In order to critically review the management of norovirus outbreaks, Hygiena International ATP test systems (involving a hand-held SystemSURE luminometer and UltraSnap swabs) have been used to evaluate the effectiveness of cleaning post-disembarkation, following two norovirus outbreaks on a cruise ship.

Norovirus is the most prevalent cause of infectious gastroenteritis in the UK, and the ATP Bioluminescence technique has been used for many years to identify potential sources of contamination in the food chain, in production and preparation areas as well as many other industrial and commercial applications. It has also been utilised more recently to monitor surface cleanliness, and used in conjunction with varying infection control measures to monitor many other areas of potential infection. These include confined environments as found in care homes and hospitals, where secondary or subsequent outbreaks often re-occur even after initial cleaning and sanitation procedures have been undertaken. Other potential areas of application include naval and commercial maritime vessels (both surface and subsea) as well as offshore oil and gas rigs.

Any cleaning procedure is designed to remove residues of food and body fluids such that the subsequent application of disinfectants can function correctly and inactivate residual microbial contamination. Foods and body fluids contain large amounts of ATP i.e. adenosine triphosphate (the universal energy carrier) such that residues of ATP remaining on surfaces after cleaning provide a direct, objective measure of the efficacy of the cleaning process and residual contamination risk.

The UltraSnap swabs contain a reagent known as luciferase/luciferin in the bulb of the swab. Once the swab is snapped and the bulb squeezed, an oxidation reaction takes place with any ATP present, emitting light. The light produced is directly proportional to the amount of ATP in the area tested. This is a rapid method showing a strong correlation between ATP and microbial cells, with results measured in relative light units (RLU) can be obtained within 15 seconds.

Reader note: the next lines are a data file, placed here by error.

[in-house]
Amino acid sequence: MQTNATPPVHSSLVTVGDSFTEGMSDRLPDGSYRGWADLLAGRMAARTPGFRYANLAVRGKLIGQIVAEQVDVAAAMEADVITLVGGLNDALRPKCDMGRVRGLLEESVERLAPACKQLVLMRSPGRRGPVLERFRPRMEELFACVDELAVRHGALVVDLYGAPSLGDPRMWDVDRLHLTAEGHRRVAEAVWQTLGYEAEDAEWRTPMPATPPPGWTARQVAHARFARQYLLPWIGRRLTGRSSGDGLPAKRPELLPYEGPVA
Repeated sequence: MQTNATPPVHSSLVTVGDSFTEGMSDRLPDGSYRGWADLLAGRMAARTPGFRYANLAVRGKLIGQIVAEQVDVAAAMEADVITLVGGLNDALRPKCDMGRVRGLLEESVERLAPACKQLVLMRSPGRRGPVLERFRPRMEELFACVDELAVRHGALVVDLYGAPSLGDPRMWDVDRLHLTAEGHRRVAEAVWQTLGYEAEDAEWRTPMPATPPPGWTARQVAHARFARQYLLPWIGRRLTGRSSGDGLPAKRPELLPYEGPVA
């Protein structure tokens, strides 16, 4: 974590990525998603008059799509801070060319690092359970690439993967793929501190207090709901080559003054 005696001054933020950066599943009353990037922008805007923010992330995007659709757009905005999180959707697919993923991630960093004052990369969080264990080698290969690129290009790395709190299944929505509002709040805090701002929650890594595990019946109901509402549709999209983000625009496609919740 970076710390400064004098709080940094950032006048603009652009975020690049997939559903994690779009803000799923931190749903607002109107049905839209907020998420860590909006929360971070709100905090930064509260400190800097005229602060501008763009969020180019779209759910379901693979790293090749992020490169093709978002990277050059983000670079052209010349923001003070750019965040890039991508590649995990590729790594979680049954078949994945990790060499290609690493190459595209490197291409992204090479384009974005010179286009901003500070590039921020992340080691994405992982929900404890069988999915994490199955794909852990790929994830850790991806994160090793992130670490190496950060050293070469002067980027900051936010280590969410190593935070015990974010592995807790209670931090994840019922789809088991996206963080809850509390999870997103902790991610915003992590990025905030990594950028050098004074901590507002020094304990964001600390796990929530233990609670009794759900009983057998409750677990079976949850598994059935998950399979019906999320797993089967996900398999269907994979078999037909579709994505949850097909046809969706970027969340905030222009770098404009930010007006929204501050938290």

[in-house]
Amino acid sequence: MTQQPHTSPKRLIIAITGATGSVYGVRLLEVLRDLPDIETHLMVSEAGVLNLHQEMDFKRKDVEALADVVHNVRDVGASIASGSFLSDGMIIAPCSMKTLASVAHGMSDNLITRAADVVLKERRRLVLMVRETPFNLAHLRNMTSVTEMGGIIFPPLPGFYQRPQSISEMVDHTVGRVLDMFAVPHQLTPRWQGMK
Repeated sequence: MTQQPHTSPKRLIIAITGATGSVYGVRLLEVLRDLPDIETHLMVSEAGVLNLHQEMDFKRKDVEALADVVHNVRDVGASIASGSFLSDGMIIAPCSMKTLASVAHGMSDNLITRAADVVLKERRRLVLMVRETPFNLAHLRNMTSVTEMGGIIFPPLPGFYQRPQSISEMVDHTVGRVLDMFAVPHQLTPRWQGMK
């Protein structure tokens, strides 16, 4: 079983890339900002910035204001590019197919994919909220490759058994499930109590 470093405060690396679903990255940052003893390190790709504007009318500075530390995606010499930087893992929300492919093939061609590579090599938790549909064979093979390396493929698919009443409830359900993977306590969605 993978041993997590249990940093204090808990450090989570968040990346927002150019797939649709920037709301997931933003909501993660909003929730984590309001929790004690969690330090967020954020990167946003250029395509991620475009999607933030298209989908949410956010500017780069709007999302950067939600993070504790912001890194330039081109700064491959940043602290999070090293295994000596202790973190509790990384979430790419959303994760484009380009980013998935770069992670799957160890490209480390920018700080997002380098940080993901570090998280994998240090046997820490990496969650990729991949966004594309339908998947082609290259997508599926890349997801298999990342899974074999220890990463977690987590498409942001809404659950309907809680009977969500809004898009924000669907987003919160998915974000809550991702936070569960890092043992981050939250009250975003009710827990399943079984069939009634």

Norovirus is not notifiable but ships are required to notify Port Health Authorities of cases prior to berthing on the Maritime Declaration of Health. Key to preventing the spread of norovirus is thorough and effective cleaning and disinfection during and after an outbreak. The effectiveness of decontamination should be evaluated by Port Health Officers, as described by the Health Protection Agency (2007). The Hygiena SystemSURE test procedure is swift, provides a PASS/CAUTION/FAIL result and can be undertaken by personnel after only minimal training.

Previous research on outbreaks of norovirus on cruise ships have inadequately described the control measures implemented. Other more specific detection methods for norovirus are also expensive and it can take some time before results become available. The short turnaround time of <8 hours for a cruise ship, however, leaves little time for Port Health Officers to assess whether a ship is safe to continue sailing.

With the SystemSURE equipment, samples were taken in infected cabins and toilets on all decks including some adjacent non-infected cabins, and also before embarkation, at the port terminal following deep cleaning. The areas swabbed were random and taken from various sampling points immediately after cleaning, and focusing on typical high hand touch areas which can transmit infection. This study was moderate in size with 601 swabs/sampling sites measured in both outbreaks including sampling of 53 cabins and the public areas on the ship. A benchmark of 100 RLU was used as the maximum acceptable safe reading, since previous studies showed that this is achievable in hospital near patient areas as well as at commercial catering establishments. Accordingly a traffic lights system was adopted of Pass (green) indicating <50 RLU, Caution (orange) representing 51 – 100 RLU being present and Fail (red) where >100 RLU existed.

Post-cleaning data was generated after both outbreaks which indicated that most of the surfaces tested were actually cleaned to a high standard (generally <50 RLU). However, a small number of unclean surfaces were identified with very high RLU values of 1600 – 6946 which suggested that these locations were either poorly cleaned or not cleaned at all. The highest failure rate and highest RLU values were associated with handrails, toilet area taps and shower holders with average RLU values of 182, 468 and 978 respectively.